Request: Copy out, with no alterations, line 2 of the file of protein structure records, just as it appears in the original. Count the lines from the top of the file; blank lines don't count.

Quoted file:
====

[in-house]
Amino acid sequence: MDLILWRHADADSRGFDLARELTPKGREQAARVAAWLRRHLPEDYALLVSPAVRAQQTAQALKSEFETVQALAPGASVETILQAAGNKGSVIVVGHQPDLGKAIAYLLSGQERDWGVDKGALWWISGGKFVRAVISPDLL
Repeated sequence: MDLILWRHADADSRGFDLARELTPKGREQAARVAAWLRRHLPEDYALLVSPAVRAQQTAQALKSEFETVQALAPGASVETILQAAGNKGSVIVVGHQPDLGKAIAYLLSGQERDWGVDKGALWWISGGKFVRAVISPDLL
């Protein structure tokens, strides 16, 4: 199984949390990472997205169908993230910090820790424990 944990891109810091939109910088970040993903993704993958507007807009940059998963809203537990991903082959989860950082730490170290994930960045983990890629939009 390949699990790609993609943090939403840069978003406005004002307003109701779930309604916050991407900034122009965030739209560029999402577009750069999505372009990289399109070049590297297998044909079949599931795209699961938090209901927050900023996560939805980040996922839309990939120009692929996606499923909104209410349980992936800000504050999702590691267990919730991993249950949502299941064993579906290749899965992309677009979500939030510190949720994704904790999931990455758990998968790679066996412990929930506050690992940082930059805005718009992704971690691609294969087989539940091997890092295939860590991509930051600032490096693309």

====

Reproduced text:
Amino acid sequence: MDLILWRHADADSRGFDLARELTPKGREQAARVAAWLRRHLPEDYALLVSPAVRAQQTAQALKSEFETVQALAPGASVETILQAAGNKGSVIVVGHQPDLGKAIAYLLSGQERDWGVDKGALWWISGGKFVRAVISPDLL